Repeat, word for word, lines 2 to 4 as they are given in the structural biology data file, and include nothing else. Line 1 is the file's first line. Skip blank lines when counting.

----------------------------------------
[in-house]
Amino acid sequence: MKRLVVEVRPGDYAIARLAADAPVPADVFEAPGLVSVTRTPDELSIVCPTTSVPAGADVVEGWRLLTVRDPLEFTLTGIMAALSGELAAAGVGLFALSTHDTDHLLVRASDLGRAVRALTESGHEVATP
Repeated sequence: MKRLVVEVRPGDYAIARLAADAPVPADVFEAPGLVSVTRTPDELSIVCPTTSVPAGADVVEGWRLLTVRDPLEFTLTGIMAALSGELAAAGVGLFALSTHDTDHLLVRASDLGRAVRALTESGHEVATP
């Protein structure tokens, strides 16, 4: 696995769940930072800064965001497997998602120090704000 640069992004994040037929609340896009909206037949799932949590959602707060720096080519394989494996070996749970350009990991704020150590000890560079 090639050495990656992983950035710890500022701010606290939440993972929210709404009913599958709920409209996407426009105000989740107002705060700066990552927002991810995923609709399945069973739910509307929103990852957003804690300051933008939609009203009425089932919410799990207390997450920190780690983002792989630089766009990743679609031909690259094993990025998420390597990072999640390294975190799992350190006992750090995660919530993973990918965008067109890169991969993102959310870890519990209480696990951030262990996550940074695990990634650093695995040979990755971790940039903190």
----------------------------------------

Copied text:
Amino acid sequence: MKRLVVEVRPGDYAIARLAADAPVPADVFEAPGLVSVTRTPDELSIVCPTTSVPAGADVVEGWRLLTVRDPLEFTLTGIMAALSGELAAAGVGLFALSTHDTDHLLVRASDLGRAVRALTESGHEVATP
Repeated sequence: MKRLVVEVRPGDYAIARLAADAPVPADVFEAPGLVSVTRTPDELSIVCPTTSVPAGADVVEGWRLLTVRDPLEFTLTGIMAALSGELAAAGVGLFALSTHDTDHLLVRASDLGRAVRALTESGHEVATP
């Protein structure tokens, strides 16, 4: 696995769940930072800064965001497997998602120090704000 640069992004994040037929609340896009909206037949799932949590959602707060720096080519394989494996070996749970350009990991704020150590000890560079 090639050495990656992983950035710890500022701010606290939440993972929210709404009913599958709920409209996407426009105000989740107002705060700066990552927002991810995923609709399945069973739910509307929103990852957003804690300051933008939609009203009425089932919410799990207390997450920190780690983002792989630089766009990743679609031909690259094993990025998420390597990072999640390294975190799992350190006992750090995660919530993973990918965008067109890169991969993102959310870890519990209480696990951030262990996550940074695990990634650093695995040979990755971790940039903190």